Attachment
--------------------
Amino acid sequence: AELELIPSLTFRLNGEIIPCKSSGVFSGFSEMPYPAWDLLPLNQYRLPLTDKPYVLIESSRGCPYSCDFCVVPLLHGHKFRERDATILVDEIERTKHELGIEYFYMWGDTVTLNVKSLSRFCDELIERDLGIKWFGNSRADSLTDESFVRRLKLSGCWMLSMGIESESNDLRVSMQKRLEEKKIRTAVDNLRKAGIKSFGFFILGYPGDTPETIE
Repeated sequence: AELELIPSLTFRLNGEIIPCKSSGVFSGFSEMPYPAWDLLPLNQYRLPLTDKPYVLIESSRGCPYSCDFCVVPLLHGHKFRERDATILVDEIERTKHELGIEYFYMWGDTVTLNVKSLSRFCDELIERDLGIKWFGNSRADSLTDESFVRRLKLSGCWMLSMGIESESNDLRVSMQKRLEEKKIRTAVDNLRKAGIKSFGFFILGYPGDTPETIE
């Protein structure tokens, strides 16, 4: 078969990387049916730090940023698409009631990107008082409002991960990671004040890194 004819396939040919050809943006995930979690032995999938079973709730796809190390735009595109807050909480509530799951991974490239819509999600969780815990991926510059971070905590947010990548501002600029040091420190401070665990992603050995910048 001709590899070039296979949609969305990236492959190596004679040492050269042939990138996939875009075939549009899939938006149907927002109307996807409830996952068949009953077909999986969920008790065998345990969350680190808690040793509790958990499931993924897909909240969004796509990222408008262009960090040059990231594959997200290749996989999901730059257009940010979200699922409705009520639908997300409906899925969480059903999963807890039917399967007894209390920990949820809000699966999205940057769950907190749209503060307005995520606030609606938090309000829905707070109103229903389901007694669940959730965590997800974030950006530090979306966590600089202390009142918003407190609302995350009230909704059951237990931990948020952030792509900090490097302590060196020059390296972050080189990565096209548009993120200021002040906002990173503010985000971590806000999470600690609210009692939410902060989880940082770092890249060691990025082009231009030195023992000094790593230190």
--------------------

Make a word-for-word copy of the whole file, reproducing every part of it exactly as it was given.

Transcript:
Amino acid sequence: AELELIPSLTFRLNGEIIPCKSSGVFSGFSEMPYPAWDLLPLNQYRLPLTDKPYVLIESSRGCPYSCDFCVVPLLHGHKFRERDATILVDEIERTKHELGIEYFYMWGDTVTLNVKSLSRFCDELIERDLGIKWFGNSRADSLTDESFVRRLKLSGCWMLSMGIESESNDLRVSMQKRLEEKKIRTAVDNLRKAGIKSFGFFILGYPGDTPETIE
Repeated sequence: AELELIPSLTFRLNGEIIPCKSSGVFSGFSEMPYPAWDLLPLNQYRLPLTDKPYVLIESSRGCPYSCDFCVVPLLHGHKFRERDATILVDEIERTKHELGIEYFYMWGDTVTLNVKSLSRFCDELIERDLGIKWFGNSRADSLTDESFVRRLKLSGCWMLSMGIESESNDLRVSMQKRLEEKKIRTAVDNLRKAGIKSFGFFILGYPGDTPETIE
């Protein structure tokens, strides 16, 4: 078969990387049916730090940023698409009631990107008082409002991960990671004040890194 004819396939040919050809943006995930979690032995999938079973709730796809190390735009595109807050909480509530799951991974490239819509999600969780815990991926510059971070905590947010990548501002600029040091420190401070665990992603050995910048 001709590899070039296979949609969305990236492959190596004679040492050269042939990138996939875009075939549009899939938006149907927002109307996807409830996952068949009953077909999986969920008790065998345990969350680190808690040793509790958990499931993924897909909240969004796509990222408008262009960090040059990231594959997200290749996989999901730059257009940010979200699922409705009520639908997300409906899925969480059903999963807890039917399967007894209390920990949820809000699966999205940057769950907190749209503060307005995520606030609606938090309000829905707070109103229903389901007694669940959730965590997800974030950006530090979306966590600089202390009142918003407190609302995350009230909704059951237990931990948020952030792509900090490097302590060196020059390296972050080189990565096209548009993120200021002040906002990173503010985000971590806000999470600690609210009692939410902060989880940082770092890249060691990025082009231009030195023992000094790593230190």